Are Animals Just 'Things' We Exploit?

Animals | Things | Exploit | 08th September 2022 | Virtual Wire

 

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As the population of the planet earth rises, our demand for natural resources increases too.

Economically developed countries that engage in industrialization more than economically developing or under-developed countries; are more likely to exploit natural resources. In general, animals provide our species with many valuable resources. They provide a variety of foods such as milk, cheese, eggs, butter, salami, and cold meat essential to our survival. As result, these animals have been a victim of human exploitation. Fishing has resulted in billions of fish dying every year. Another animal that fell short of suffering is chicken and hens. They are raised crammed together in tiny spaces and only see sunlight when taken to a slaughterhouse.


Living under artificial light is more economically profitable, altering the hen's behaviours and chickens' biological cycles. Their lives style generates colossal stress, leading to behaviours like pulling each other's feathers out and cannibalism. Many more animals are suffering the same fate to provide us, humans, with 'food.' Animals (such as corals and oysters) supply us with food and are one of the primary resources to make jewellery and handicrafts. Oyster reefs have been driven to the brink of extinction for centuries by resource extraction aggravated by coastal degradation. Over 99% of oyster reefs have been lost in many bays, making them functionally extinct. Overall, it is estimated that 85% of oyster reefs have been lost globally. Our obsession with pretty and shiny things has been gravely affecting other organisms.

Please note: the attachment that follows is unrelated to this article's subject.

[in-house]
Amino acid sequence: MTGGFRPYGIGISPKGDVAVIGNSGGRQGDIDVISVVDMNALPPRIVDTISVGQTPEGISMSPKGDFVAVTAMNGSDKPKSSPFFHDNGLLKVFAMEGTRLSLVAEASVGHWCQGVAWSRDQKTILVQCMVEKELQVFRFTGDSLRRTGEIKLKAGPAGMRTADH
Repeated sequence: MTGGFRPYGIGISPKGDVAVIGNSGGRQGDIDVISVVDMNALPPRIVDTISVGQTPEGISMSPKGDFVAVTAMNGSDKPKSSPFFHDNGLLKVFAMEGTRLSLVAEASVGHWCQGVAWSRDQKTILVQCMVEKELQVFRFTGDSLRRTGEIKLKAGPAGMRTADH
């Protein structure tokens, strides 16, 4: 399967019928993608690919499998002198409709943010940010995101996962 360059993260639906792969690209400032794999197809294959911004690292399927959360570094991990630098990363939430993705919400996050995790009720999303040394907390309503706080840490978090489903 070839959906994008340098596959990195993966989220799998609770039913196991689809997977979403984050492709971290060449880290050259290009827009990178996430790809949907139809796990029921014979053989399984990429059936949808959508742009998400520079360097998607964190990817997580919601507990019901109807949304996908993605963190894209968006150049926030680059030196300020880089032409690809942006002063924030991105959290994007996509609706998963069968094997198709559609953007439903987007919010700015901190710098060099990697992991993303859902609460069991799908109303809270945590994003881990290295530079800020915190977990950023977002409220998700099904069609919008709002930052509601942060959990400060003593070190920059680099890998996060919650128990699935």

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It is still common to use animals as transport in many parts of the world. The Sahara desert, for instance, uses camels as the primary means of transportation, while northern regions use sleighs pulled by huskies, dogs hardy enough to withstand both cold and fatigue. Over a long time, some animals, such as elephants, suffer from deconstructed backs because their backs aren't designed to carry heavy loads for an extended period. Therefore, it has become illegal to capture and trade elephants for commercial purposes.


The exploitation of animals continues, which is starting to affect our ecosystem heavily. Livestock farming has a significant environmental impact. Their agriculture not only contributes 18% of human-produced greenhouse gas emissions worldwide, but their exploitation also contributes to deforestation, acid rain, biodiversity loss, and damage to coral reefs. Save animals, save the earth.



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